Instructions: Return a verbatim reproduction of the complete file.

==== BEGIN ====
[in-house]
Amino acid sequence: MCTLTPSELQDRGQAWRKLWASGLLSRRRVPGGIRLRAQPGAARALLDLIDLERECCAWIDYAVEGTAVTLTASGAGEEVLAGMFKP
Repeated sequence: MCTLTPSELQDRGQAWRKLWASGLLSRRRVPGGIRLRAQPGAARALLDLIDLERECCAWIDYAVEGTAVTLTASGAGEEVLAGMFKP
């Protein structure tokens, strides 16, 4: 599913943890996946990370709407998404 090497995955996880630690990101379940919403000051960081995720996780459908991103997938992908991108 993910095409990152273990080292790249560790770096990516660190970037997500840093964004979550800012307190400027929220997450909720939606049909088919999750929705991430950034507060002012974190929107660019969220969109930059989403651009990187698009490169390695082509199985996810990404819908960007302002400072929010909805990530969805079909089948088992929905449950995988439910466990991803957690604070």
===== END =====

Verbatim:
[in-house]
Amino acid sequence: MCTLTPSELQDRGQAWRKLWASGLLSRRRVPGGIRLRAQPGAARALLDLIDLERECCAWIDYAVEGTAVTLTASGAGEEVLAGMFKP
Repeated sequence: MCTLTPSELQDRGQAWRKLWASGLLSRRRVPGGIRLRAQPGAARALLDLIDLERECCAWIDYAVEGTAVTLTASGAGEEVLAGMFKP
């Protein structure tokens, strides 16, 4: 599913943890996946990370709407998404 090497995955996880630690990101379940919403000051960081995720996780459908991103997938992908991108 993910095409990152273990080292790249560790770096990516660190970037997500840093964004979550800012307190400027929220997450909720939606049909088919999750929705991430950034507060002012974190929107660019969220969109930059989403651009990187698009490169390695082509199985996810990404819908960007302002400072929010909805990530969805079909089948088992929905449950995988439910466990991803957690604070």